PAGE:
Mike Ticher describes the Australian season which saw Eastern Suburbs overcome Marconi Fairfield on goal difference
The long-term significance
As the first national competition of any winter sport in Australia, the National Soccer League (NSL) was hugely ambitious. Unlike Australian rules and rugby league, which spread gradually from their respective strongholds in Melbourne and Sydney, the NSL had to juggle a geographically balanced competition from the start. With impressive sponsorship from Philips, the project was driven by two Sydney club visionaries hoping to build on Australia's 1974 World Cup exploits: Frank Lowy of the Jewish club Hakoah and Alex Pongrass of St George Budapest.
Among the many hurdles was interstate rivalry, which nearly scuppered the competition before it began, as the Victorian federation dragged its feet. Its strongest clubs signed up only after the NSL invited tiny Mooroolbark, from Melbourne's outer eastern suburbs, to take part.
Much more daunting was the resistance to breaking down ethnic identities – of the 14 clubs, four were originally Greek, two Italian, one Jewish, one Hungarian, one Yugoslav (Footscray JUST) and one Dutch (Brisbane Lions). The NSL ultimately failed, succumbing in 2004 to be replaced by the A-League, but it was a stage Australian football had to go through, as the great wave of energy brought by European migrants washed away the old amateur thinking before gradually subsiding.
Story of the season
John Kosmina, briefly of Arsenal and later a Socceroos legend and A-League coach, scored the NSL's first goal, in West Adelaide's 3-1 win at Canberra on April 2. Western Suburbs (of Sydney) and Adelaide City were early leaders, but the title race soon boiled down to a fight between Sydney's Eastern Suburbs (Hakoah) and Marconi Fairfield, under the World Cup coach, Rale Rasic. Easts went into the last match of the season a point ahead and four goals to the good. But they missed a penalty in a 0-0 draw with Sydney Olympic, while Marconi led Footscray 4-0, only to ship three goals in the last ten minutes.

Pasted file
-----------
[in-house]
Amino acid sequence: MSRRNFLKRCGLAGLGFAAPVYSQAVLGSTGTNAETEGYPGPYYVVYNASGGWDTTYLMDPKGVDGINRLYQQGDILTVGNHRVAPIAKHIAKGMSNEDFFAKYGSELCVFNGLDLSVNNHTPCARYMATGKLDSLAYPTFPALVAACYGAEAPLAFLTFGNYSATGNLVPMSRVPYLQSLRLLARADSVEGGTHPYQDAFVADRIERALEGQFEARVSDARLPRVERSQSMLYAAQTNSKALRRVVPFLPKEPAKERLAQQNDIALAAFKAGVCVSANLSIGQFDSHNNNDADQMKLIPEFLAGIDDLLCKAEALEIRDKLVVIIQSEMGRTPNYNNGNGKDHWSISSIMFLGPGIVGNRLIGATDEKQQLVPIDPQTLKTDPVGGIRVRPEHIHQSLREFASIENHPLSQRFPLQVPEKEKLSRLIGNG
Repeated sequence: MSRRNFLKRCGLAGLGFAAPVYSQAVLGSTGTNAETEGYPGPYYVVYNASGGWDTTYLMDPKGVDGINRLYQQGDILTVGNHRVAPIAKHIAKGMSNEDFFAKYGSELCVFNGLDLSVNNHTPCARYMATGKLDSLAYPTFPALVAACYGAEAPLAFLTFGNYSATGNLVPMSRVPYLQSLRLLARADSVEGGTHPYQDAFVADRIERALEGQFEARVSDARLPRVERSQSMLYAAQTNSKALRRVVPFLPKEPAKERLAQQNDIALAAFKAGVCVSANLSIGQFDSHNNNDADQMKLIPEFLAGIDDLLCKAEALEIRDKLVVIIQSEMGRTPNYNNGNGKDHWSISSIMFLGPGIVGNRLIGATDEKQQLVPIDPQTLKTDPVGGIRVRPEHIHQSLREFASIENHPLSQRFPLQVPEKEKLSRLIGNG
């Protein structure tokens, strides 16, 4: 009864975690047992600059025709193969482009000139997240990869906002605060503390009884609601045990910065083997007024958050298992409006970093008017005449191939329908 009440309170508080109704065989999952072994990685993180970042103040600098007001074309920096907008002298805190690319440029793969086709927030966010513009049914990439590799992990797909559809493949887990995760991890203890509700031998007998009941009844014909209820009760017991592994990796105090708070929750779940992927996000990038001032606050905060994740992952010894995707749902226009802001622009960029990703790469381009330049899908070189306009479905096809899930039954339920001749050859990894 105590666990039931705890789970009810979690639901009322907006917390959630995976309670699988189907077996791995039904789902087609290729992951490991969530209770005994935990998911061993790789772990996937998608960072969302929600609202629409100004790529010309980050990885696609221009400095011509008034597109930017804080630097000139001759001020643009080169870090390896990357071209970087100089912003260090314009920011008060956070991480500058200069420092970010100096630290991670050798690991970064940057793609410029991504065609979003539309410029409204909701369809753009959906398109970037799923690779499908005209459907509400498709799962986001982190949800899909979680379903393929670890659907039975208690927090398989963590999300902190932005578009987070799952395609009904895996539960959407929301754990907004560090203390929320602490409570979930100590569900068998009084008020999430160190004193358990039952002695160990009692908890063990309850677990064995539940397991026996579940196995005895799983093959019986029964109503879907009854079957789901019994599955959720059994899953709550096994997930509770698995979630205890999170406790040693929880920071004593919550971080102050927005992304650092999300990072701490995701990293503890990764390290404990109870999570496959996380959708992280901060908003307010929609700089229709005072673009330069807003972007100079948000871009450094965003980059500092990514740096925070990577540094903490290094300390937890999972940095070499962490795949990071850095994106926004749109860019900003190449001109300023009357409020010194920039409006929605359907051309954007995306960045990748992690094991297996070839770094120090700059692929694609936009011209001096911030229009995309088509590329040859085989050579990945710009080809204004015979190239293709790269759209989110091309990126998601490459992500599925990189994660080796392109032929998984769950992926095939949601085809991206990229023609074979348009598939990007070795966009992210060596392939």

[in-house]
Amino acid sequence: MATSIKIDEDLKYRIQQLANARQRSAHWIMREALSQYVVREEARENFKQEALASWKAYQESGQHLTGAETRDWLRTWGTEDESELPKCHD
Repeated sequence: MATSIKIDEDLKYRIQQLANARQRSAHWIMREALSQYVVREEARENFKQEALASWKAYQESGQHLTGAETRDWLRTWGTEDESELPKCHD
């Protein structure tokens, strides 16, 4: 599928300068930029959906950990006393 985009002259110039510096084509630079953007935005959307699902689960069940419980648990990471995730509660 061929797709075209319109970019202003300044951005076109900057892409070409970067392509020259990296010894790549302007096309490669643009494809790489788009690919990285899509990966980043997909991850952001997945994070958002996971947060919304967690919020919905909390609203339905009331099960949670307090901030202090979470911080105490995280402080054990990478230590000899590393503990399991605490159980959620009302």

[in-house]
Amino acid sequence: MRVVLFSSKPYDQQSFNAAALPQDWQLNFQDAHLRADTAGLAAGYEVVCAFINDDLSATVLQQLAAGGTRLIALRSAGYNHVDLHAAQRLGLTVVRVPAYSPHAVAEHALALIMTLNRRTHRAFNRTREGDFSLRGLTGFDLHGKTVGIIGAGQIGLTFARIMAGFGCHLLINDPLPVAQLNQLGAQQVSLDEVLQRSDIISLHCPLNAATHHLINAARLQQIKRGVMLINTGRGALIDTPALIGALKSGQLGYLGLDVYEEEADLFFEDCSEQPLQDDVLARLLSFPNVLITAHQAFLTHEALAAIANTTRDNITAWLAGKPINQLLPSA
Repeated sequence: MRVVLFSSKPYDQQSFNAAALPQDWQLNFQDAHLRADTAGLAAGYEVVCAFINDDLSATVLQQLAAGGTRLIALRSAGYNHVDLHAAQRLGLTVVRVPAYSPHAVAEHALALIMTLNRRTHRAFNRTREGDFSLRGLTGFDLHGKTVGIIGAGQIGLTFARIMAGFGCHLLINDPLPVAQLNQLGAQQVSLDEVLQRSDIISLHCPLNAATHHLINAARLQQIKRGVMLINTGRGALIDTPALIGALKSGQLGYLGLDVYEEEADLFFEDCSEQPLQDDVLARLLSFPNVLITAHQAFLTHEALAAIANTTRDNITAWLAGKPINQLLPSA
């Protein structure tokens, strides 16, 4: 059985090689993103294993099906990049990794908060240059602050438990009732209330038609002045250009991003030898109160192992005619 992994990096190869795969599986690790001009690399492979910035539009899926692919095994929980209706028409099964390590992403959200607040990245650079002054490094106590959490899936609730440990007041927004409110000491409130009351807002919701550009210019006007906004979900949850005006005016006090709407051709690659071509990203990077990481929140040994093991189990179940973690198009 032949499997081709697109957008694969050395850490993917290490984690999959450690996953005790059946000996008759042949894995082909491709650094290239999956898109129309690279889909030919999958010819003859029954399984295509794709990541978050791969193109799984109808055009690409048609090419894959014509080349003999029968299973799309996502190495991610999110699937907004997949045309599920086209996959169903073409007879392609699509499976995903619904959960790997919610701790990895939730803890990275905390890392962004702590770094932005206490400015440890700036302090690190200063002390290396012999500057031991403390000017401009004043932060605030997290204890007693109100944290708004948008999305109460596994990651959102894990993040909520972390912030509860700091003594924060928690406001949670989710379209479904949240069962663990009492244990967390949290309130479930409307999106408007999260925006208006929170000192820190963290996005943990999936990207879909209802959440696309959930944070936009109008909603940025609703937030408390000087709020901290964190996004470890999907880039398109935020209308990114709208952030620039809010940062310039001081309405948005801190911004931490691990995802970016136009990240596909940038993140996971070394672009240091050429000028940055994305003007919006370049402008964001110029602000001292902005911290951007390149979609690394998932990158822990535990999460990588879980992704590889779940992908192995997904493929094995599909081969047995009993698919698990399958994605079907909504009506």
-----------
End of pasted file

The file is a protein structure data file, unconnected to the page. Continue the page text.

Guest appearances from Malcolm Macdonald and Charlie George drew 15,000 to watch South Melbourne play St George, but generally crowds were modest, averaging about 4,000, and often embarrassing at Mooroolbark and Western Suburbs. That didn't prevent a few violent outbreaks, notably in Marconi's clash with Sydney Olympic, when players had to protect the referee from invading fans. Nevertheless, the season inspired optimism that it would prove a springboard to expansion and rising interest.
For the record books
Mooroolbark clocked up most of the unwanted milestones, including a 10-3 defeat by Adelaide City. But the Barkers staved off the ignominy of drawing the smallest crowd, leaving that to the champions, who pulled only 400 against South Melbourne.
Eastern Suburbs, better known as Sydney City in subsequent seasons, continued offering successful football to a stubbornly indifferent public until the contrast became too absurd and they left the league in 1987.
Same place today
Until a recent ownership change, Brisbane (now Queensland) Lions could claim continuity with the A-League club Queensland (now Brisbane) Roar. The Lions have since regained their old identity and play in the Brisbane leagues, but the orange shirts of the Roar still acknowledge the club's Dutch origins, a last flickering sign of ethnic affiliation in the A-League.
Moved furthest away
Most of the former NSL heavyweights are still strong state clubs, although Hakoah and West Adelaide have fallen away. Footscray JUST are as defunct as Yugoslavia itself. The unlikely lads of Mooroolbark left the NSL after one season and now play in Victorian Provisional League One South-East, against the likes of Dandenong Sparrows and Old Camberwell Grammar.
From WSC 290 April 2011